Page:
EW chooses Ray Charles's best works -- See what EW thought about ''The Genius of Ray Charles,'' ''Ultimate Hits Collection,'' and others

By David Browne
Updated June 25, 2004 at 04:00 AM EDT

EW chooses Ray Charles’s best works

The Genius of Ray Charles (Atlantic, 1959) On a striking early set that cushions the supple grit of his voice against lush-life strings and thundering horns (the latter courtesy of young arranger and lifelong friend Quincy Jones), Charles morphs into the black Sinatra, especially when overhauling a standard like ”It Had to Be You.” His near-definitive version of Johnny Mercer and Harold Arlen’s devotional ”Come Rain or Come Shine” is astonishingly intimate; it sounds as if Charles and his honey of the moment were the only ones in the studio. B+

Modern Sounds in Country and Western Music (Rhino, 1962) An African-American jazz-R&B singer-pianist recording an entire album of covers of Nashville standards…and in 1962? The results could be awfully schmaltzy — someone gag that recurring lounge-Muzak backup choir! — but there’s no denying the way this album rewrote the rules on what one was supposed to do, or not, in popular music. Too bad Hank Williams didn’t live to hear the way Charles lent an even heavier sense of heartache to the Hank-associated ”Half as Much.” B+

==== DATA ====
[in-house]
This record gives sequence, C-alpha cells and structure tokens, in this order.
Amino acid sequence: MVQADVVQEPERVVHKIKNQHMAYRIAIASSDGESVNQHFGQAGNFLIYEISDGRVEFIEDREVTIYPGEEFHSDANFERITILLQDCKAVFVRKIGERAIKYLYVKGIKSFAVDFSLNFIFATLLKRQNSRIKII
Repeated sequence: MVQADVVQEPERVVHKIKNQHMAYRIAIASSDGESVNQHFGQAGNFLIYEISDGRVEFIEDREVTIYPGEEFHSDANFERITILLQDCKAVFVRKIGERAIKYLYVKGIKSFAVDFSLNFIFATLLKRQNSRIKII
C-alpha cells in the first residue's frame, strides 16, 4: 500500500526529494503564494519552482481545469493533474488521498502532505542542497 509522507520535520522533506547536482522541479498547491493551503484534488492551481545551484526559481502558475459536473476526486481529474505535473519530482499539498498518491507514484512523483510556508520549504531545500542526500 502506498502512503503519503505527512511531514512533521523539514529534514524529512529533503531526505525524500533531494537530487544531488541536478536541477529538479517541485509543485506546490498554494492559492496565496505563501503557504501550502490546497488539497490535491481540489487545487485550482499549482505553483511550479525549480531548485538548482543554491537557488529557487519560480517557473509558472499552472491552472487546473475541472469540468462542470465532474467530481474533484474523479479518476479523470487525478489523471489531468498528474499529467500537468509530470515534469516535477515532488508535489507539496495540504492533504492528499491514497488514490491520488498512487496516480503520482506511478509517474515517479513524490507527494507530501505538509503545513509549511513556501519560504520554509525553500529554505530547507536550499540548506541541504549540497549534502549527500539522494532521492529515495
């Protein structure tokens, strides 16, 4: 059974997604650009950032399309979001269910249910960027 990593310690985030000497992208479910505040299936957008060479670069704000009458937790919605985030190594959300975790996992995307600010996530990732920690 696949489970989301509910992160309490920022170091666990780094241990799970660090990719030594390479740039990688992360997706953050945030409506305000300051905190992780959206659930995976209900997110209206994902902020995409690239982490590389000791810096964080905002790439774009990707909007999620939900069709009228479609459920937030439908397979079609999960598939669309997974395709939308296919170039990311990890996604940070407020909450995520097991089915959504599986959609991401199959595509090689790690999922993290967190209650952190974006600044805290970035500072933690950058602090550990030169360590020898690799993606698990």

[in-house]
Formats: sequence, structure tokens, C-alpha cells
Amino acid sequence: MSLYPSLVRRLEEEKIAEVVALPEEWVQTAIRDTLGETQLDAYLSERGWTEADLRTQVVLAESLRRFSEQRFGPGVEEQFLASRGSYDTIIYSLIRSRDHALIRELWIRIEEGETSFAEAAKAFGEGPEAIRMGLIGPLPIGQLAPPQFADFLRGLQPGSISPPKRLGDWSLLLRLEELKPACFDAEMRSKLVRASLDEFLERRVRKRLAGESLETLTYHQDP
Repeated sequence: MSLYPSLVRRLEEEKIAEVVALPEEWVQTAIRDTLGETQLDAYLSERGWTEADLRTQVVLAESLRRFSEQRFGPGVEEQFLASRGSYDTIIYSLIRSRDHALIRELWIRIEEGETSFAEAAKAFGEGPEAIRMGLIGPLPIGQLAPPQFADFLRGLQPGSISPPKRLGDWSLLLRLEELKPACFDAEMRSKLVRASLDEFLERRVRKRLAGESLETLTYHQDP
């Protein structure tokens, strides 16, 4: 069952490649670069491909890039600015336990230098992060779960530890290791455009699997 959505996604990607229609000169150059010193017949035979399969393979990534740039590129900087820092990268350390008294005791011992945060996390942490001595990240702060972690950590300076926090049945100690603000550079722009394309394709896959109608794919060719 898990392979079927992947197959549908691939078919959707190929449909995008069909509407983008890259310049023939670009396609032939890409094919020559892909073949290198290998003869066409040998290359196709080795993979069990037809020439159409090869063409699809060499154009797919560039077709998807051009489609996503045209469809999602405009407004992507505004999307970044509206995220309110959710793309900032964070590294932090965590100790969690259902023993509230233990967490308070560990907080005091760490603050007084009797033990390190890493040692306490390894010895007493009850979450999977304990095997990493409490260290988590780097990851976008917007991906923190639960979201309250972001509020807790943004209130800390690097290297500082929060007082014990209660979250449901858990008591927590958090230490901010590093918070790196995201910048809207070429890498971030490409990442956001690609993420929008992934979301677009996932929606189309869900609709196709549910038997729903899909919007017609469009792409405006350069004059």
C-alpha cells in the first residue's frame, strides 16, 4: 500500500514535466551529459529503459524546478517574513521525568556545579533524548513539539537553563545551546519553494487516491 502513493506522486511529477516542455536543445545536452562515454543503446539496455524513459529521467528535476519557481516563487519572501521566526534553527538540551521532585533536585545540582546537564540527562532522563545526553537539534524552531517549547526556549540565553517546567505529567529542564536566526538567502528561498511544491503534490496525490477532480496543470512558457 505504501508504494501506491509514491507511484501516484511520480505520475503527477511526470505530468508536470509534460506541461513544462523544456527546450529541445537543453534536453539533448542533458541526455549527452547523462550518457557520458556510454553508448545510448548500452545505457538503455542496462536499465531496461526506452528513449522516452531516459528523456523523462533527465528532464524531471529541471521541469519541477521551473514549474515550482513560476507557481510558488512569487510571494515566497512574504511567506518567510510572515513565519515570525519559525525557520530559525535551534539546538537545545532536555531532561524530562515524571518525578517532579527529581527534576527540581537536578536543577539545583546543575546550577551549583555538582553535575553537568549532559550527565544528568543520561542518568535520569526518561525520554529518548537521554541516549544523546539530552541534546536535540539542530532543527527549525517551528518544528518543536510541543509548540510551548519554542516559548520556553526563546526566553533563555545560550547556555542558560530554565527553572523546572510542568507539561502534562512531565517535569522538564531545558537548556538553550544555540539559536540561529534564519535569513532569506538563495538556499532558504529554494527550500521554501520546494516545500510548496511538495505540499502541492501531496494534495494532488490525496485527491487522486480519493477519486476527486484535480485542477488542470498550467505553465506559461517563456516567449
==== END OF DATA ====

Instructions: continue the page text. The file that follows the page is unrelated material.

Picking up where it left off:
The Best of Ray Charles: The Atlantic Years (Rhino, 1994) A key collection of the vivacious, self-confident blend of soul, big-band jazz, and gospel holler for which he was initially known. All of his ’50s signature hits — the strutting ”I’ve Got a Woman,” the electric-piano vamp ”What’d I Say (Part I),” the horny ”(Night Time Is) The Right Time” — are here. Even at his most forlorn, on ”Lonely Avenue” and ”Drown in My Own Tears,” Charles sounds down but never out, and the music conjures visions of juke-joint swing-blues performed in the swankiest club in town. A

Ultimate Hits Collection (Rhino, 1999) Covering three decades, this double-disc overview offers the broadest sampling of his career and is a must-own for its hefty chunk of his pivotal ’60s work for ABC-Paramount. Fully unleashing the mixmaster within, Charles on ABC leapt from roadhouse R&B (”Hit the Road Jack,” ”Unchain My Heart”) to even wilder country makeovers (the funkiest ”You Are My Sunshine” you’ll ever hear) to a 1972 rendition of ”America the Beautiful” that evoked both the country’s then-ravaged spirit and its eternal hopefulness. A